Limited Skill Deck-Building

Most MMOs have traditionally been of the model that every skill your character learns is available to you at will. Certainly, some skills require a particular item to work. And some MMOs don’t really give you that many in the first place. In fact, most MMOs have a very hard time giving you convenient access to more than a dozen skills, because once you have one bound to every number, the rest generally have to be accessed via binds, macros, or clicking an icon with your mouse. WoW and now SW:TOR are the champions of this last fact: by max level you can easily have over 40 power icons on your screen, each of which is useful frequently enough to leave it there.

But, given the way your hands work, the only ones convenient to use are the ones within easy reach of your fingers. In games with dozens of useable powers, high-level encounters might be balanced to need a lot of them. So your ability to play the high level content really comes down to having an amazing spatial memory for your skill bar, good recall about what each of your abilities does, and tricks for getting there fast. I’m sure there are people that love this type of player competence being required to play well, but it’s not really that friendly to a mass audience. I suspect the vast majority of players almost never use more skills than fit in their first row of quickslots.

The first place I saw this directly supported was Guild Wars 1: you can only have eight skills active on your character at a time (accessed with number keys 1-8). You might know literally hundreds of skills, but you have to pick eight to take into an adventure (you can freely arrange them in town). Theoretically, not many skills are drastically better than other skills, but each varies in cost, time to use, cooldown, and effects. Some skills are better if you can use other skills to cause an effect (e.g., a skill that does extra damage to burning characters, but doesn’t, itself, set them on fire). Others are more valuable based on party composition (e.g., a skill that gives bonus HP to every party member for each enchantment is more useful in a party that uses a lot of enchantment buffs). Still others are more useful if you know what you’re fighting (e.g., armor against earth elemental damage is incredibly useful against specific enemies but completely useless against most others). So choosing your skills is a lot like building a deck in a collectible card game: you’re looking for synergy and strategy over raw power.

It’s not surprising that Guild Wars 2 is keeping a similar system. But it’s not the only MMO of this generation that’s doing so: both TERA and The Secret World use a similar mechanism as well. GW2 has changed it up from the previous game: you still only have a limited number of skills, but half of them are based on equipped weapon, one is always a heal, and one is always a high-level elite skill (reducing the deck building complexity considerably). You also often have different class-based effects on F1-F4. This theoretically gives the player less freedom, but probably makes balancing content significantly easier for the designers (currently in GW1 there are skill decks with synergy so good they can allow a prepared player to safely solo elite group content). Meanwhile, TSW is much closer to GW1, in that you have complete freedom to choose your skill deck. Their variation is that skills are unlocked via a tree structure (rather than just captured or purchased individually) and you have an additional bar of skills that aren’t activated, but give you passive bonuses. But all evidence points to skill synergy being at least as important as in GW1. Finally, I only played TERA briefly, but it seemed to be using a similar system more for ease of access than anything else: I recall that you could only put abilities on the first six number keys and the first four F keys, ensuring that you’d never have to reach across the keyboard to use a power.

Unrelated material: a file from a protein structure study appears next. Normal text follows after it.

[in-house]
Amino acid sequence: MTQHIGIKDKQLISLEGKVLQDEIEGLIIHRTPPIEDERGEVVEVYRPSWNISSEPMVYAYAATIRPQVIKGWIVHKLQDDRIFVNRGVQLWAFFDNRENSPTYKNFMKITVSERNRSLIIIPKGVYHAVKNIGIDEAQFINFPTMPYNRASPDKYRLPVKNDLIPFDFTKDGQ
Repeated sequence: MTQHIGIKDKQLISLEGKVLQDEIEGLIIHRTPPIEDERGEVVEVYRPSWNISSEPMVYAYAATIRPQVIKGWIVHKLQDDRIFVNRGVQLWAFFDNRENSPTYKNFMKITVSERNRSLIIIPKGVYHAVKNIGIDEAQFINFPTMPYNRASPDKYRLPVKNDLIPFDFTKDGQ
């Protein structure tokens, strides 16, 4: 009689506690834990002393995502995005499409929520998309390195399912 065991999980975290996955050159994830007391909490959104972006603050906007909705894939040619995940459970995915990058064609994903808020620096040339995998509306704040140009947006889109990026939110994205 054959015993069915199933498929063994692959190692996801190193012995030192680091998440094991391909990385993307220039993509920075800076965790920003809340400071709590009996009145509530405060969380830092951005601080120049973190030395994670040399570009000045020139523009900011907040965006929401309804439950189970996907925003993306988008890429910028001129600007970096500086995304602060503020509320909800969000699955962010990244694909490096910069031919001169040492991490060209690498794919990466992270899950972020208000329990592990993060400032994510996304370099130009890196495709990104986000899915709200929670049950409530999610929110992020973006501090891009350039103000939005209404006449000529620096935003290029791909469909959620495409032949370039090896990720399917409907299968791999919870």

In general, I really like the trend that seems to be happening. Having lots of skills available at once really makes it necessary to pay more attention to the UI than to the 3D world, even if you can manage all those abilities. It also seems to make a “gotcha” encounter design more common, where you’ll normally be fine with just your first quickbar of skills, but you’ll periodically hit a wall of difficulty if you don’t remember some skill buried on bar six (“Oh, right, I can stun droids! That encounter could have been a lot easier!”). Knowing that you can only have a small number of your total skills available at one time makes it much easier to just pay attention to the 3D game and feel safe that, if a skill selection is doing well in an area, there will probably not be something you forgot to use in a later encounter.

The one downside to it is that it has no particular simulation rationale: it’s entirely a game mechanic, and there’s no explanation for why your character can’t use any learned skill in a pinch. But, given that most MMOs have hugely more severe violations of such immersion, that’s probably not worth getting annoyed about.

Part 4